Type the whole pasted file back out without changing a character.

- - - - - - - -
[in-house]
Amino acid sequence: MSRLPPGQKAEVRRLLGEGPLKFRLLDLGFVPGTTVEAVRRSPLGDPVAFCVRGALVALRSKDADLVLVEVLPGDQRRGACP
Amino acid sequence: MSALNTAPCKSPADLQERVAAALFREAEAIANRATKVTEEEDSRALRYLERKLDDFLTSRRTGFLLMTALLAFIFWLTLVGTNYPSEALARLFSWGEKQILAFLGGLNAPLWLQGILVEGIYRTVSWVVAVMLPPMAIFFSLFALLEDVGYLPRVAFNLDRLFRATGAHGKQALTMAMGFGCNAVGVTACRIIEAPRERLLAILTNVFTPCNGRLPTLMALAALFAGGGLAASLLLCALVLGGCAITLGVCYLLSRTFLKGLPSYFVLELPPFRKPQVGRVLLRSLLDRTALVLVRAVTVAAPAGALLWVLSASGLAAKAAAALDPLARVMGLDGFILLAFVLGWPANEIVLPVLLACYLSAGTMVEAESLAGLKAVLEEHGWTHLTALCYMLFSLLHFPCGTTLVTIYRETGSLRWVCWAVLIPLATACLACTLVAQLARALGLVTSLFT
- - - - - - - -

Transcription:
[in-house]
Amino acid sequence: MSRLPPGQKAEVRRLLGEGPLKFRLLDLGFVPGTTVEAVRRSPLGDPVAFCVRGALVALRSKDADLVLVEVLPGDQRRGACP
Amino acid sequence: MSALNTAPCKSPADLQERVAAALFREAEAIANRATKVTEEEDSRALRYLERKLDDFLTSRRTGFLLMTALLAFIFWLTLVGTNYPSEALARLFSWGEKQILAFLGGLNAPLWLQGILVEGIYRTVSWVVAVMLPPMAIFFSLFALLEDVGYLPRVAFNLDRLFRATGAHGKQALTMAMGFGCNAVGVTACRIIEAPRERLLAILTNVFTPCNGRLPTLMALAALFAGGGLAASLLLCALVLGGCAITLGVCYLLSRTFLKGLPSYFVLELPPFRKPQVGRVLLRSLLDRTALVLVRAVTVAAPAGALLWVLSASGLAAKAAAALDPLARVMGLDGFILLAFVLGWPANEIVLPVLLACYLSAGTMVEAESLAGLKAVLEEHGWTHLTALCYMLFSLLHFPCGTTLVTIYRETGSLRWVCWAVLIPLATACLACTLVAQLARALGLVTSLFT